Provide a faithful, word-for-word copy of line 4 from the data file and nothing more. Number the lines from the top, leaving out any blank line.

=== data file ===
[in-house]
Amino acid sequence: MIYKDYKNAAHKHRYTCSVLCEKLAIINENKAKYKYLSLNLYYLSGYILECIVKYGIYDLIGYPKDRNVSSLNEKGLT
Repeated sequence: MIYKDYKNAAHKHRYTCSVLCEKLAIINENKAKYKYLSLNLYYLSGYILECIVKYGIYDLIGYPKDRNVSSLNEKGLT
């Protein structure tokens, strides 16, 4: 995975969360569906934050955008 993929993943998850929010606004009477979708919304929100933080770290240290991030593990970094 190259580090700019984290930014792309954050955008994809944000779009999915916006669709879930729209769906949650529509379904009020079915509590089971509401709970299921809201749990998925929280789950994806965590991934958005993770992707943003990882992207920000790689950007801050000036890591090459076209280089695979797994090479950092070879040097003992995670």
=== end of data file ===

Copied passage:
């Protein structure tokens, strides 16, 4: 995975969360569906934050955008 993929993943998850929010606004009477979708919304929100933080770290240290991030593990970094 190259580090700019984290930014792309954050955008994809944000779009999915916006669709879930729209769906949650529509379904009020079915509590089971509401709970299921809201749990998925929280789950994806965590991934958005993770992707943003990882992207920000790689950007801050000036890591090459076209280089695979797994090479950092070879040097003992995670």